(Reuters) -Nathan Chen claimed redemption at the Beijing Games on Tuesday after his world record short programme in the men’s figure skating helped erase the disappointment of his Pyeongchang flop four years ago.
The world champion’s stunning 113.97-point skate at Capital Indoor Stadium wiped the previous record of 111.82 set by Japanese rival and Olympic champion Yuzuru Hanyu at the 2020 Four Continents tournament.
The 22-year-old Chen is top of the standings heading into Thursday’s free skate ahead of Japanese duo Yuma Kagiyama (108.12) and Shoma Uno (105.90).
Though backed to battle Hanyu for the gold in 2018, Chen had a disastrous short programme at Pyeongchang which left him 17th before the free skate and effectively out of medal contention.
That came days after a messy short programme in the team event for the United States, the eventual bronze medallists.
In Beijing, however, Chen has been unstoppable.
He topped the short programme in the team event on Friday with a score of 111.71, playing a huge part in the U.S. winning silver, their best result in the category.
Asked whether Beijing was redemption, Chen was unequivocal.
“Certainly,” the Salt Lake City native told reporters.
“It definitely means a lot to be able to have another opportunity to do the short programme and with two short programmes that I am very satisfied with compared to the last time.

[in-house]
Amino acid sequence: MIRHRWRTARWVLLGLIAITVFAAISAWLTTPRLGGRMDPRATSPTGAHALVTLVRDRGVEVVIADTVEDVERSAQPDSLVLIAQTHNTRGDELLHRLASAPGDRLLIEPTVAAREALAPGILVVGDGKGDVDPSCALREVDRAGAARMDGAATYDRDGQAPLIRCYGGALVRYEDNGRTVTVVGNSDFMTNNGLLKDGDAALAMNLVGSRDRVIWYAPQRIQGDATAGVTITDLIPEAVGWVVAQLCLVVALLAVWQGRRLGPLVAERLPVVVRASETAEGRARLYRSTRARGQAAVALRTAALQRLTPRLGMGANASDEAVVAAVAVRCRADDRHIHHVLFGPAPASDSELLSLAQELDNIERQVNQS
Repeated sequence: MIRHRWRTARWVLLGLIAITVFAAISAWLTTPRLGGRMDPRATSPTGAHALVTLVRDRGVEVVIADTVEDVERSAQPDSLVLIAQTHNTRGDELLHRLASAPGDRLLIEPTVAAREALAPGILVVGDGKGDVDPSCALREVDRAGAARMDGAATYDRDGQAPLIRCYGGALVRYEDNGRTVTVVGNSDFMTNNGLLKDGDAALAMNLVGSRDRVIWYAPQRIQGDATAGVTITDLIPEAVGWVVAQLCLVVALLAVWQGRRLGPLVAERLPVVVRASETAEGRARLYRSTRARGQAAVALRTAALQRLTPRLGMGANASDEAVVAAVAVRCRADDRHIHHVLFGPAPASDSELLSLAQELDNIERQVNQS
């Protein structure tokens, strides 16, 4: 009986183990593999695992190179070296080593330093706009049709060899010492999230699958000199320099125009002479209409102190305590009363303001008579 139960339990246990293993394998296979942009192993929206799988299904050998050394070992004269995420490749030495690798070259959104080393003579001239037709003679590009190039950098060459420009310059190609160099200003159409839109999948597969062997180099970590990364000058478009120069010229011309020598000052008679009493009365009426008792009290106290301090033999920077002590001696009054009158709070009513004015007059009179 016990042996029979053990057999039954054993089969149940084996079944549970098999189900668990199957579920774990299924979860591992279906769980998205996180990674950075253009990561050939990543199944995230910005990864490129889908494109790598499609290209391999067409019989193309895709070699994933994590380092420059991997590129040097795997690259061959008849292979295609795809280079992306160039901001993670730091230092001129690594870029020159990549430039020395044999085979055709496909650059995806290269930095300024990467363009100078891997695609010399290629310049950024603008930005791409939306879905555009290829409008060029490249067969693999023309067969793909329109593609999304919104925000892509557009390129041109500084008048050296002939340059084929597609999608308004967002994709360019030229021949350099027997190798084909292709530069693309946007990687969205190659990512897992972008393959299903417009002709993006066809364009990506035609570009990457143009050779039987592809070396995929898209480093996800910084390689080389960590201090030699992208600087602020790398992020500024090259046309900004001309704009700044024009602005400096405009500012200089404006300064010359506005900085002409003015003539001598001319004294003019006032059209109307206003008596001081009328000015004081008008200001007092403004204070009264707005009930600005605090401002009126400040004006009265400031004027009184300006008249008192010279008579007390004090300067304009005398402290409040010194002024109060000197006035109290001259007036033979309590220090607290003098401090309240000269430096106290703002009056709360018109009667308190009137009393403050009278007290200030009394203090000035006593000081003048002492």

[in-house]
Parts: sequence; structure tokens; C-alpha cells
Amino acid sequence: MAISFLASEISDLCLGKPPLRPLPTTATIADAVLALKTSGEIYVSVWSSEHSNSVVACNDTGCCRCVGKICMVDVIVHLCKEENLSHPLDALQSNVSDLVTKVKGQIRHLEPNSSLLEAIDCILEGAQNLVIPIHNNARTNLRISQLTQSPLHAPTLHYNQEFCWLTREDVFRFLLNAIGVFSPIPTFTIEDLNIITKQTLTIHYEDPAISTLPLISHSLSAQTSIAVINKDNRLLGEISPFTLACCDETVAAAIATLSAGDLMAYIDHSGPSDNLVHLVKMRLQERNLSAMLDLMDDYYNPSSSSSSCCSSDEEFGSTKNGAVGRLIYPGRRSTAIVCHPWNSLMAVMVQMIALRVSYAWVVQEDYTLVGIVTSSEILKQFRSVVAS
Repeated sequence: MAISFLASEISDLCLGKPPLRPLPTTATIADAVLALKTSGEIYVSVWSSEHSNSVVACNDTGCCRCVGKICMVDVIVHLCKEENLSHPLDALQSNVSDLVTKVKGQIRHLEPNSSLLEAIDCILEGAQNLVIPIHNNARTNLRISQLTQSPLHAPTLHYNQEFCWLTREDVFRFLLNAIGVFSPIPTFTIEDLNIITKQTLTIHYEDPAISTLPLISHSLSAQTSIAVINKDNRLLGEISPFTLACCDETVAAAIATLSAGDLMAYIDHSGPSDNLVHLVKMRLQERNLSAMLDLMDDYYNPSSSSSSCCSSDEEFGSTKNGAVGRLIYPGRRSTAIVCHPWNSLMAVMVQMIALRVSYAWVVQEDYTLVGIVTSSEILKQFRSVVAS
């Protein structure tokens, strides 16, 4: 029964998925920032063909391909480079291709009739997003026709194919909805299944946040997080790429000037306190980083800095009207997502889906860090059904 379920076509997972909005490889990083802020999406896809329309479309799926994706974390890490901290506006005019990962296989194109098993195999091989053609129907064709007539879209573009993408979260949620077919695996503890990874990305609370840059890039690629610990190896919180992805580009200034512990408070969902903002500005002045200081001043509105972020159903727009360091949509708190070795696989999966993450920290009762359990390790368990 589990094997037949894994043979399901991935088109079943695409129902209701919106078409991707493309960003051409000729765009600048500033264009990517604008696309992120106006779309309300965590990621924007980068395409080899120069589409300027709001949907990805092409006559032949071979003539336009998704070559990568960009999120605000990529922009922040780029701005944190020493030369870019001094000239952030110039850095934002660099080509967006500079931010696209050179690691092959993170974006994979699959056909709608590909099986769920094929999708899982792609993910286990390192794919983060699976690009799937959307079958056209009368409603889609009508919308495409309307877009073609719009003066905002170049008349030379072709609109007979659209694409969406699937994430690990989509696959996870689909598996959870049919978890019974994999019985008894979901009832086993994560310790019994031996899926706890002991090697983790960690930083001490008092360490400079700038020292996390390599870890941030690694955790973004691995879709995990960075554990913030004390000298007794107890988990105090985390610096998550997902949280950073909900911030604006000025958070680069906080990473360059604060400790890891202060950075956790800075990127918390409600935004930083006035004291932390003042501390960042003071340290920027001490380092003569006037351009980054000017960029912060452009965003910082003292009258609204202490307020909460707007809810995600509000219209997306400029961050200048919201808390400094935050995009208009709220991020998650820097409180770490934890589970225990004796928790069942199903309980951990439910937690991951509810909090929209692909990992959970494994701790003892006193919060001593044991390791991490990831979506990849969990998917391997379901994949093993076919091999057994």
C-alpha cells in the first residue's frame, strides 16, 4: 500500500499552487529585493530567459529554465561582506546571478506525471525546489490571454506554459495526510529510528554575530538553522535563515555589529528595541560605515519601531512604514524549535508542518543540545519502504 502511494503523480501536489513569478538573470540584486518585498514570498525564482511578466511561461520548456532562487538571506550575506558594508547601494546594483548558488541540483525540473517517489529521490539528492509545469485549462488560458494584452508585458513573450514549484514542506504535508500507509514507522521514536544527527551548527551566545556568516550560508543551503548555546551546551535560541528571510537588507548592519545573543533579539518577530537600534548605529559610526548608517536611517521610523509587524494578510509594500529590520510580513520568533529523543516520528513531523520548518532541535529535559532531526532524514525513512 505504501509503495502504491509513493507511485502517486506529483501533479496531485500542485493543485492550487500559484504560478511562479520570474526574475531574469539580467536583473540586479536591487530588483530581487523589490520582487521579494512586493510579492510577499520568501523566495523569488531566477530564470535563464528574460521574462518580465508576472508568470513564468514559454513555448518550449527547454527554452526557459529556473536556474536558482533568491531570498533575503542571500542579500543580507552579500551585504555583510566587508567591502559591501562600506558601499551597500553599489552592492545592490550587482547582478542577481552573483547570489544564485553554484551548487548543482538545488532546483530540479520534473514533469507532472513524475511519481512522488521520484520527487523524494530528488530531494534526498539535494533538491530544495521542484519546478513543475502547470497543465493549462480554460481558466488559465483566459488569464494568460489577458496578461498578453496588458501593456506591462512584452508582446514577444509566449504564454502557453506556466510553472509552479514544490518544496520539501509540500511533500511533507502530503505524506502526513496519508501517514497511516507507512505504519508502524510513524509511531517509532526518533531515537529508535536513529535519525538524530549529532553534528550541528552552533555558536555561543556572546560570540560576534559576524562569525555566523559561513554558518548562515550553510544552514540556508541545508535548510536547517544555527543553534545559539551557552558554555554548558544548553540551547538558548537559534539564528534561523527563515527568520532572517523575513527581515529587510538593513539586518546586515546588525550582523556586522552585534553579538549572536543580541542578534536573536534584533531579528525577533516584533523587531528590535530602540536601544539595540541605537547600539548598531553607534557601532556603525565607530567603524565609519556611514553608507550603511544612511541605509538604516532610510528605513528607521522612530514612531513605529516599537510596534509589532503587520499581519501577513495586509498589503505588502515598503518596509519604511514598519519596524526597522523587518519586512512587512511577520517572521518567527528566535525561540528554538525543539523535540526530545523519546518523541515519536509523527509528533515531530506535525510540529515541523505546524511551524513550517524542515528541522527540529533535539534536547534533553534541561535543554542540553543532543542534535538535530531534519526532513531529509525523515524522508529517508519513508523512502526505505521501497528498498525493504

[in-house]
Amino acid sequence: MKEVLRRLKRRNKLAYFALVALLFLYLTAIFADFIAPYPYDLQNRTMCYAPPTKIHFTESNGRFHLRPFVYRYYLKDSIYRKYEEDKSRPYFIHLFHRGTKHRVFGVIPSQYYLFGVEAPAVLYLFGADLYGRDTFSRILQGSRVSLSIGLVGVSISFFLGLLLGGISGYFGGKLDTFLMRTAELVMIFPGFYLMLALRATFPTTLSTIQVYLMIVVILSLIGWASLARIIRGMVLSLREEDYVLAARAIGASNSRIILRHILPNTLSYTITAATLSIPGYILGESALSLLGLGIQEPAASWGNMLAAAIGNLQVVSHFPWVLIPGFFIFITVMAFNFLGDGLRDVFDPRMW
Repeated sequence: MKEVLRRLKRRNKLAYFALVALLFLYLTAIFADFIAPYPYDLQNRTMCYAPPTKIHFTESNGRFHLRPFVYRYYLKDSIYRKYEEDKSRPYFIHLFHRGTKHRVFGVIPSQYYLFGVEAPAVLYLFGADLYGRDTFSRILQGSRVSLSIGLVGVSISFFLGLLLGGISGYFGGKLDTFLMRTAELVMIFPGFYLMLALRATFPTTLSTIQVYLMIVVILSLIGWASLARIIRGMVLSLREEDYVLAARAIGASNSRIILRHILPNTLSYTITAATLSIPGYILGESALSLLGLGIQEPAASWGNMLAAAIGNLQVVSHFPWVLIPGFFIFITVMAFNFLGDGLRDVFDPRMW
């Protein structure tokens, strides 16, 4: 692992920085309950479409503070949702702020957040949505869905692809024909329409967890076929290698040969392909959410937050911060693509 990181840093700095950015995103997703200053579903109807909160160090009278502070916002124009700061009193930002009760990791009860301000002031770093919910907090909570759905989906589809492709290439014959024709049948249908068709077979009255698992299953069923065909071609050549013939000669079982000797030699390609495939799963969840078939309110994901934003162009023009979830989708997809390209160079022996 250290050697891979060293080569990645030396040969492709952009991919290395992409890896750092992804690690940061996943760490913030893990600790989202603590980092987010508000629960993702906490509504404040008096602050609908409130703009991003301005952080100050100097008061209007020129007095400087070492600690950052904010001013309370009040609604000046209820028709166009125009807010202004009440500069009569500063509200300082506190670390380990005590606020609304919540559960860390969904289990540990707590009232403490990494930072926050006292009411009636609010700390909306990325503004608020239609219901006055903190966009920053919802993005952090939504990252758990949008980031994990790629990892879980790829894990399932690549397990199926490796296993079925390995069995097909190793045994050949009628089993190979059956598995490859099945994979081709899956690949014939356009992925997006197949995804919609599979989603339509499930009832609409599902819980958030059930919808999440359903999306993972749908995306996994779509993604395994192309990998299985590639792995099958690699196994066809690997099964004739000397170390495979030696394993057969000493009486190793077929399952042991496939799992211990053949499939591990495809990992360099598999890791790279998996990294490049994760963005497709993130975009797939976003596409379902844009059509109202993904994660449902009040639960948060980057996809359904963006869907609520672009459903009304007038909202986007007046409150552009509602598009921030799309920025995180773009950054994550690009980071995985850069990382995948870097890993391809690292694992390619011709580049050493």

“I would say it was pretty close to my best,” he added of the record skate.
“Obviously, there are always things that you can improve on, there are always things that you can do a little bit better. But overall, I am very happy.”
Chen’s rivalry with double Olympic champion Hanyu was expected to be a highlight of Beijing, but may end up falling flat for a second successive Games.
The Japanese great failed to jump his opening quadruple Salchow, an error that sent shockwaves around the rink and left him eighth in the standings with a score of 95.15.
A medal, let alone a third successive gold, may be beyond Hanyu, who blamed a divot on the ice for the missed jump.
In contrast, Chen, skating to Charles Aznavour’s La Boheme in a tuxedo costume, executed two quads and his other elements almost flawlessly, leaving him fist-pumping on the ice.
Chen said he was aware of Hanyu’s error but could only focus on himself.
“When I heard that, I was just like, ‘stick to my game-plan, nothing changes, focus on what I can do, try to do the best that I can’. Scores, competitors are out of my control.”
(Reporting by Ian Ransom in Melbourne; Additional reporting by Chang-Ran Kim and Gabrielle Tetrault-Farber; Editing by Peter Rutherford and Ed Osmond)